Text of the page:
A Shake-Up At Olympic Pipe Line Co

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A Shake-Up At Olympic Pipe Line Co. Bp Managers Reassign Two Workers On Duty During Deadly Fire Source: Seattle Post-Intelligencer Publication date: 2000-08-04

BP, the oil giant that recently took over management of troubled Olympic Pipe Line Co., has reassigned two employees who had key positions in the control room during last year's deadly pipeline rupture and fire. Bobby Talley, Olympic's new vice president, identified the employees as Ron Brentson, a control-room supervisor, and Kevin Dyvig, a controller.

Talley said they were under stress from the accident and its aftermath. They will continue to work for Olympic.

The accident, which took the lives of an 18-year-old man and two 10-year-old boys, is the subject of a federal criminal investigation involving possible violations of pollution laws and an inquiry by the National Transportation Safety Board, which is trying to pinpoint a cause. In addition, lawsuits over the deaths of the two boys have been filed.

More than a half-dozen Olympic employees, including Brentson, have invoked Fifth Amendment rights against self-incrimination and refused to discuss the accident.

Brentson's lawyer confirmed his reassignment yesterday but would not comment further. Dyvig's attorney could not be reached for comment.

The control room in Renton played a crucial role in the June 10, 1999, accident in Bellingham. The computer system that runs the pipeline malfunctioned, and controllers shut the pipeline down. Then they restarted it, and gasoline continued to be pumped from refineries north of Bellingham into the leaking pipe.

Larry Peck, a BP pipeline general manager, told reporters yesterday that restarting the pipeline was a mistake.

BP managers also say they will not retain four Olympic employees. Talley would not name the employees or identify their positions.

Talley's comments came as he and other pipeline managers were introduced to reporters. A month ago, BP took over management of Olympic from fellow owner Equilon, a Shell and Texaco subsidiary that had run the pipeline. Two weeks ago BP bought GATX's 25 percent share in the pipeline. BP now owns 62.5 percent, and Equilon owns the rest.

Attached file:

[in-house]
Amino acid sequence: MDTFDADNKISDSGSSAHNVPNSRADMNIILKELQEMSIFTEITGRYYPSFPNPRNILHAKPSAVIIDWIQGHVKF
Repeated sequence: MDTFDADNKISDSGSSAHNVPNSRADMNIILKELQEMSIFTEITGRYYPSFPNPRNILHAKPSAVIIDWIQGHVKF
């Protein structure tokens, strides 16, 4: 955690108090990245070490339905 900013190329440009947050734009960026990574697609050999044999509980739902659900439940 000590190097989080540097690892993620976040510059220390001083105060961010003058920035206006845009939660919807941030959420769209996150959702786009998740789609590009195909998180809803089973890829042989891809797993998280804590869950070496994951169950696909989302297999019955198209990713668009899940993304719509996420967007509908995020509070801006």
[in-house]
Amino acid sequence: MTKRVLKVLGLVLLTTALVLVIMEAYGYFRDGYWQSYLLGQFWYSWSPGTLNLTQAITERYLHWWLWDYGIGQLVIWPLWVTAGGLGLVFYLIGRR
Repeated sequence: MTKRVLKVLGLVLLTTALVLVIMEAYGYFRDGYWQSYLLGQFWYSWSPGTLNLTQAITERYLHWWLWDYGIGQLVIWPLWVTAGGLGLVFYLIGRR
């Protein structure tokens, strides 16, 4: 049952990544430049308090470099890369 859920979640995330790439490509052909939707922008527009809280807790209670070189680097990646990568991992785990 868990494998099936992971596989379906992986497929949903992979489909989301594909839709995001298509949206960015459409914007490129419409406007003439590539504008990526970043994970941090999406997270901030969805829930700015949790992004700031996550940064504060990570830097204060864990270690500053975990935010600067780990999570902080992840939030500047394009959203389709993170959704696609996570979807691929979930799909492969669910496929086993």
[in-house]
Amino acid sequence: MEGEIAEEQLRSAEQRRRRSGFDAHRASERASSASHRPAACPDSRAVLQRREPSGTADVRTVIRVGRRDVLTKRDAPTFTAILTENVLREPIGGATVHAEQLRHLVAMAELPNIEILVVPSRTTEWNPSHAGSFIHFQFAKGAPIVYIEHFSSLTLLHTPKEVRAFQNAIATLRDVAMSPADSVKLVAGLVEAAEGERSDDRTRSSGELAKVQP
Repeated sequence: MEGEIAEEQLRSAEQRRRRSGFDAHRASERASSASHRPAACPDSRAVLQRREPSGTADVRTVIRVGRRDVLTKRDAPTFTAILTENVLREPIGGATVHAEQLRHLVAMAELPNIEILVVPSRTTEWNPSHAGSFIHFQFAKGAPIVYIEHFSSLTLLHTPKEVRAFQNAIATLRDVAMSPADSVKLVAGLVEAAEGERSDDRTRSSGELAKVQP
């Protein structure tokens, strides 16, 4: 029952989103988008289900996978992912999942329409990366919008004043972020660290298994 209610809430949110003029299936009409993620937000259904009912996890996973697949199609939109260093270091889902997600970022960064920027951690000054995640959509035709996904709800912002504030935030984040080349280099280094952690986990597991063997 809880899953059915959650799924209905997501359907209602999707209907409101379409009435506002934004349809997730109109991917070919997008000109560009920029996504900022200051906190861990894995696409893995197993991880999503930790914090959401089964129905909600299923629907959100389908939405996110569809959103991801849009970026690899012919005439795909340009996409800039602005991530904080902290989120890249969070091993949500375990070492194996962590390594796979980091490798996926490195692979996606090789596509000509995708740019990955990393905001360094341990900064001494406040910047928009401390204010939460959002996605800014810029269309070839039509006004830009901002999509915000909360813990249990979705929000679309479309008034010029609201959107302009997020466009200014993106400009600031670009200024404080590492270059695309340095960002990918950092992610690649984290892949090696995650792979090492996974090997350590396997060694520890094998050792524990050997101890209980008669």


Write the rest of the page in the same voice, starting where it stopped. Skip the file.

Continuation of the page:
BP expects to quickly produce a plan for maintaining and inspecting the pipeline. Employees will be retrained if needed.

Bob Batch, the new president of Olympic, said his operating philosophy will be "no harm to people or the environment."

Batch is from the environmental and safety side of the business.

Talley said BP has found shortcomings in the way the Olympic system was operated. Those deficiencies, he said, were in maintenance and the skill level of employees.

The accident's fallout will be BP's to bear for months to come. Peck said the company is cooperating with the safety board and has turned over 100,000 pages of documents.

The managers also said:

They have no plans to return with a new proposal for a fuel pipeline from Woodinville to the Tri-Cities. Olympic had proposed the pipeline, and a state panel was considering it in 1999. Olympic withdrew the proposal after the accident.

BP hopes to have the entire Ferndale-to-Portland pipeline up and running by the middle of 2001. Federal regulators have not allowed the pipeline in Whatcom County and part of Skagit County to be operated since the accident.

The company has completed internal inspections for corrosion and dents on much of the pipeline. Tests on the section from Renton to Portland are to be completed in a couple of weeks.

P-I reporter Scott Sunde

can be reached at 206-448-8331


-- Martin Thompson (mthom1927@aol.com), August 06, 2000

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